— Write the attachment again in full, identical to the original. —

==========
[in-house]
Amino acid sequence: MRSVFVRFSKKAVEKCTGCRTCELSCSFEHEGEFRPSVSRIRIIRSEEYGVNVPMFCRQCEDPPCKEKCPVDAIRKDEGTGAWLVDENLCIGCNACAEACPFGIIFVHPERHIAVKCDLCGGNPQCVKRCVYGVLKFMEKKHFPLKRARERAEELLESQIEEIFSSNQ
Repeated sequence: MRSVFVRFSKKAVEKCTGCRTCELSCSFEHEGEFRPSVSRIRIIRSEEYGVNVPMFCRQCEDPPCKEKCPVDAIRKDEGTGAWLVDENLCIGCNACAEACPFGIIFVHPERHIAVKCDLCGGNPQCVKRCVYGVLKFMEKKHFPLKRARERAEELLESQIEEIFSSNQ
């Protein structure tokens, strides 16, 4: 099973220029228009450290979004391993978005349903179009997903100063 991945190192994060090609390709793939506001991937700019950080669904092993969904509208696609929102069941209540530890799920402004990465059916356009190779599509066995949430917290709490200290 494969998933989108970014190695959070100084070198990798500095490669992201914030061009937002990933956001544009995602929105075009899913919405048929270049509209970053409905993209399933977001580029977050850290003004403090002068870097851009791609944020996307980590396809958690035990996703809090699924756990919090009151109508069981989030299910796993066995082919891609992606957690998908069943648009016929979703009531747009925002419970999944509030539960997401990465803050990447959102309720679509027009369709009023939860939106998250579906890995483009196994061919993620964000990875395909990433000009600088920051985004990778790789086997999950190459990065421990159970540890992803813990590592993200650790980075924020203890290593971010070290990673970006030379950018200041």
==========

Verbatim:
[in-house]
Amino acid sequence: MRSVFVRFSKKAVEKCTGCRTCELSCSFEHEGEFRPSVSRIRIIRSEEYGVNVPMFCRQCEDPPCKEKCPVDAIRKDEGTGAWLVDENLCIGCNACAEACPFGIIFVHPERHIAVKCDLCGGNPQCVKRCVYGVLKFMEKKHFPLKRARERAEELLESQIEEIFSSNQ
Repeated sequence: MRSVFVRFSKKAVEKCTGCRTCELSCSFEHEGEFRPSVSRIRIIRSEEYGVNVPMFCRQCEDPPCKEKCPVDAIRKDEGTGAWLVDENLCIGCNACAEACPFGIIFVHPERHIAVKCDLCGGNPQCVKRCVYGVLKFMEKKHFPLKRARERAEELLESQIEEIFSSNQ
């Protein structure tokens, strides 16, 4: 099973220029228009450290979004391993978005349903179009997903100063 991945190192994060090609390709793939506001991937700019950080669904092993969904509208696609929102069941209540530890799920402004990465059916356009190779599509066995949430917290709490200290 494969998933989108970014190695959070100084070198990798500095490669992201914030061009937002990933956001544009995602929105075009899913919405048929270049509209970053409905993209399933977001580029977050850290003004403090002068870097851009791609944020996307980590396809958690035990996703809090699924756990919090009151109508069981989030299910796993066995082919891609992606957690998908069943648009016929979703009531747009925002419970999944509030539960997401990465803050990447959102309720679509027009369709009023939860939106998250579906890995483009196994061919993620964000990875395909990433000009600088920051985004990778790789086997999950190459990065421990159970540890992803813990590592993200650790980075924020203890290593971010070290990673970006030379950018200041």